COVID-19 Response 

Access our COVID-19 Response homepage, with more information and resources during the COVID-19 pandemic, including what to do if you’re experiencing symptoms.

Healthcare: Cancer Care

Hyperthermic Intraperitoneal Chemotherapy (HIPEC)


HIPEC, or hyperthermic (heated) intraperitoneal chemotherapy is a treatment for some types of cancers that have spread to the lining of the abdominal cavity, such as cancers of the ovaries, appendix, colon, stomach, or abdominal mesothelioma. Unlike normal chemotherapy treatments that are given through an IV and circulated through the bloodstream, this treatment is performed at the time of surgery for cancer and the chemotherapy is heated and placed directly into the abdomen. Once the chemotherapy bathes the lining of the abdomen to come in direct contact with any cancer cells for a period of time, usually between 60-90 minutes, the chemotherapy solution is removed from the abdomen and the procedure is completed.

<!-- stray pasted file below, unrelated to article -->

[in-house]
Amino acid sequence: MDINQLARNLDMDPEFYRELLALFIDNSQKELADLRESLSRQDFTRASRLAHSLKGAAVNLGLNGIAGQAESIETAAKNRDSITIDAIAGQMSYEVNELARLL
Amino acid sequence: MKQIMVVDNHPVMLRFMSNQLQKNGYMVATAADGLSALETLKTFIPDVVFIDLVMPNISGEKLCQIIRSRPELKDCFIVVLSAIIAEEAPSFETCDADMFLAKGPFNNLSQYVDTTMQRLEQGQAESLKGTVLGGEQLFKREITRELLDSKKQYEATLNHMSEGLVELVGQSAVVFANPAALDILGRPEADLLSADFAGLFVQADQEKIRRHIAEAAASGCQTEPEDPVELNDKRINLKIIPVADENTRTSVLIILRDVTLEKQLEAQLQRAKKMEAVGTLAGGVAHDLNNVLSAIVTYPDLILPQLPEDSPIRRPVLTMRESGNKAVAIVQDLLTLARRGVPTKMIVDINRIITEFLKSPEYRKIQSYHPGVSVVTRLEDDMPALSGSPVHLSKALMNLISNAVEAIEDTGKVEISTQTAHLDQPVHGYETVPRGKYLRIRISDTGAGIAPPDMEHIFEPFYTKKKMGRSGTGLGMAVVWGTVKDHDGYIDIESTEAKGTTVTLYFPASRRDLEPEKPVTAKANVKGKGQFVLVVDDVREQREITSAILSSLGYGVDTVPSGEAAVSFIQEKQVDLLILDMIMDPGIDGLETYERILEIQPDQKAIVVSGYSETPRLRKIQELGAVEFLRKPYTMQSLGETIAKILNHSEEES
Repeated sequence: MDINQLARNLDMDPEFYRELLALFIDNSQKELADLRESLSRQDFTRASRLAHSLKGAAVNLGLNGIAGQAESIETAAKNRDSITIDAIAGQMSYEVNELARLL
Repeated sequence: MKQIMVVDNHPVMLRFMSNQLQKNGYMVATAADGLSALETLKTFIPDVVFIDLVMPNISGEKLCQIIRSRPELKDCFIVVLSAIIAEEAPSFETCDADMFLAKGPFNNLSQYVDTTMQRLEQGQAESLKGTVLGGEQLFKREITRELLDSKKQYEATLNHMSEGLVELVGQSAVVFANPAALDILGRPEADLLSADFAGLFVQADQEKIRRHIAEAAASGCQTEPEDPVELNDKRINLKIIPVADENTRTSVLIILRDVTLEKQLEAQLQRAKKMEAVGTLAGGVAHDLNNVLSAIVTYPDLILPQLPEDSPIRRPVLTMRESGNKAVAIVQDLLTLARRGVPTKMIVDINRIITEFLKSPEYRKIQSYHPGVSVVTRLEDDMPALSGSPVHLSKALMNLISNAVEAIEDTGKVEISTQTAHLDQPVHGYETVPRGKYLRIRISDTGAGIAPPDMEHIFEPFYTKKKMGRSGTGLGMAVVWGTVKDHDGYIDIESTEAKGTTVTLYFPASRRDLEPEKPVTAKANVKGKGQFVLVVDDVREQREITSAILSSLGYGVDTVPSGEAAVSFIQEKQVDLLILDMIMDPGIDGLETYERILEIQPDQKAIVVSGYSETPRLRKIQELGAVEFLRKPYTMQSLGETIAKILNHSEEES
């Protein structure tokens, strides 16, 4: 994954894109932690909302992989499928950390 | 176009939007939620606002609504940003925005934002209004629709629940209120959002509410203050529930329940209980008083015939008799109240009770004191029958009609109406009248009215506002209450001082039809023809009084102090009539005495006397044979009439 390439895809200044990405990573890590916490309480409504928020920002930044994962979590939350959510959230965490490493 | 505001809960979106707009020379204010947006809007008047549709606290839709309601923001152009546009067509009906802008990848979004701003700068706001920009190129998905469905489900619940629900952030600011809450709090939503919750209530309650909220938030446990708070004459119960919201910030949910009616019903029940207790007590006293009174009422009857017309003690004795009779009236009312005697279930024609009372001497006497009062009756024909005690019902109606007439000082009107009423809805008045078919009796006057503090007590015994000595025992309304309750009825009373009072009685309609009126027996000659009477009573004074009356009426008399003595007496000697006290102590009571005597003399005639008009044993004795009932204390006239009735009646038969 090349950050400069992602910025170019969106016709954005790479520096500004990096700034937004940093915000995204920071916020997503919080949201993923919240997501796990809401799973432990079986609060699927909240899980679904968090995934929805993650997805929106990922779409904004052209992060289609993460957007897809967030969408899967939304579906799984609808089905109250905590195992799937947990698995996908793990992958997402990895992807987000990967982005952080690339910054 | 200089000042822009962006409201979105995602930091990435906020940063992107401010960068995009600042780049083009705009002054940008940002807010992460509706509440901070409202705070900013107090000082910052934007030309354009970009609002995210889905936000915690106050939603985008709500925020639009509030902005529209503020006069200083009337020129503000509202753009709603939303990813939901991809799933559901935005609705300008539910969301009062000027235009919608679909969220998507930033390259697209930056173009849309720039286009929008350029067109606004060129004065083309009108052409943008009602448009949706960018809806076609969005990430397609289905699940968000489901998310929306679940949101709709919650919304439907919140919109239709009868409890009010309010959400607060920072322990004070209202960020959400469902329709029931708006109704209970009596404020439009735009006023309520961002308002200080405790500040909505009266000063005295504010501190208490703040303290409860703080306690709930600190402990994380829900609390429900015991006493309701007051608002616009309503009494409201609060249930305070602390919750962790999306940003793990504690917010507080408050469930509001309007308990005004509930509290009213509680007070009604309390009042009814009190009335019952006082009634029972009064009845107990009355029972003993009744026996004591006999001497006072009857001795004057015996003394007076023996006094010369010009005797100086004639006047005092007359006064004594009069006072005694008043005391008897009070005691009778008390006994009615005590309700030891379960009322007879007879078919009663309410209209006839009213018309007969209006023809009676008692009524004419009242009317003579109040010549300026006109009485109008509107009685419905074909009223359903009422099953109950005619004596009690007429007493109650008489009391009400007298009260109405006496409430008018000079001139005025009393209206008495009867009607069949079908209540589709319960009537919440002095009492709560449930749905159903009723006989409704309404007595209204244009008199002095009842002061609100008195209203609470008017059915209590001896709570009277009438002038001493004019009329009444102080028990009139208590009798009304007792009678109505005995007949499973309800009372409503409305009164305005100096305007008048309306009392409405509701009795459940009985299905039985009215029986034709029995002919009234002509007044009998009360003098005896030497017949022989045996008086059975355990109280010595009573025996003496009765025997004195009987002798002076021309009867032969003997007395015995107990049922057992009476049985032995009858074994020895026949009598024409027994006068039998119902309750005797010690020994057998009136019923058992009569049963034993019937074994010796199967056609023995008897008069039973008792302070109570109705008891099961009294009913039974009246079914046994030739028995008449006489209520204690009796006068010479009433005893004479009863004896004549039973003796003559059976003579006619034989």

HIPEC in Ovarian Cancer


Specifically, in ovarian cancer, HIPEC has been used in many different settings: during interval surgery when patients are first diagnosed (neoadjuvant), after completion of chemotherapy when first diagnosed (consolidation), and for recurrence. However, our best data is in the setting after neoadjuvant (chemotherapy before surgery) chemotherapy. In a large Dutch randomized controlled trial in patients with ovarian cancer comparing interval surgery with or without HIPEC, they showed that overall survival could be extended by almost 1 year. This was very impactful as we have had limited studies in ovarian cancer that have been able to move the needle in terms of overall survival, or how long someone lives after being diagnosed with ovarian cancer.

The Dan L Duncan Cancer Center at Baylor St. Luke’s Medical Center is the only hospital in Houston, TX currently offering HIPEC in the treatment of ovarian cancer. Surgery for ovarian cancer is a complex surgery. Adding in HIPEC, makes the surgical procedure even more complex, which is the reason you should be seen by a gynecologic oncologist (a physician who specializes in the treatment of women with gynecologic cancers, such as ovarian cancer) so that they may help decide if you are a candidate. One of the most important factors in how well a patient with ovarian cancer will do is based on their initial surgery and how much of their disease is/was removed at that time.

Patients who undergo an interval debulking and HIPEC could see an improvement in overall survival of one year.


Frequently Asked Questions